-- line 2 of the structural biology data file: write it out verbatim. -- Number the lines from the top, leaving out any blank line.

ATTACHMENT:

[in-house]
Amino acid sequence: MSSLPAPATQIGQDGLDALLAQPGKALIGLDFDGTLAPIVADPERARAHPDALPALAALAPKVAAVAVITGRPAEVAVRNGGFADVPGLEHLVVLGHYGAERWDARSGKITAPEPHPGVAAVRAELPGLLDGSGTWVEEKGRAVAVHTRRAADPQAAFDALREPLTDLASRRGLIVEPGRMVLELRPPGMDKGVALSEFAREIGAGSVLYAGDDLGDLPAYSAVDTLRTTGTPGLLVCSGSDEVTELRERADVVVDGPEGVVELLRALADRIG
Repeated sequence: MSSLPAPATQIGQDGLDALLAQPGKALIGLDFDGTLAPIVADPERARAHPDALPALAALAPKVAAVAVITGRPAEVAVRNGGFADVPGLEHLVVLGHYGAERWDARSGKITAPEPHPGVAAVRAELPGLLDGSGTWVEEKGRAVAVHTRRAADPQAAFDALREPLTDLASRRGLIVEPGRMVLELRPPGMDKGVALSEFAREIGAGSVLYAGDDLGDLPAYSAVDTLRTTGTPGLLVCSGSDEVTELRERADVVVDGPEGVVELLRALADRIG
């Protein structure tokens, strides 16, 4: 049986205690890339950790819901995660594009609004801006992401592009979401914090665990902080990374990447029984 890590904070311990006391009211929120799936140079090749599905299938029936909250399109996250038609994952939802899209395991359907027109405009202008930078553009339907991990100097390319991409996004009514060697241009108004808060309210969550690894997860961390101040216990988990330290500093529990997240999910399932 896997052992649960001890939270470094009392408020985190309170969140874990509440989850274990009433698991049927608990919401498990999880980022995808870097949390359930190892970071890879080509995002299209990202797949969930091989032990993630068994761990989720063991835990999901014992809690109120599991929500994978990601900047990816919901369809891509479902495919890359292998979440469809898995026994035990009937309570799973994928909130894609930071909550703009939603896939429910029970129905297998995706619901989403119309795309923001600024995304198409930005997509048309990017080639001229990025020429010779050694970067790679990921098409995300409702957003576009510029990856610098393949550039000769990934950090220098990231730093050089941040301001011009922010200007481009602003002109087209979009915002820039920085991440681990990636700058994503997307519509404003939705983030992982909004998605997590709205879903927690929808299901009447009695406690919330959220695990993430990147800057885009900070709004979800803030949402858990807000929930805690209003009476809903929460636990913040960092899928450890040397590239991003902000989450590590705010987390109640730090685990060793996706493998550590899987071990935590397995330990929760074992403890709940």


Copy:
Amino acid sequence: MSSLPAPATQIGQDGLDALLAQPGKALIGLDFDGTLAPIVADPERARAHPDALPALAALAPKVAAVAVITGRPAEVAVRNGGFADVPGLEHLVVLGHYGAERWDARSGKITAPEPHPGVAAVRAELPGLLDGSGTWVEEKGRAVAVHTRRAADPQAAFDALREPLTDLASRRGLIVEPGRMVLELRPPGMDKGVALSEFAREIGAGSVLYAGDDLGDLPAYSAVDTLRTTGTPGLLVCSGSDEVTELRERADVVVDGPEGVVELLRALADRIG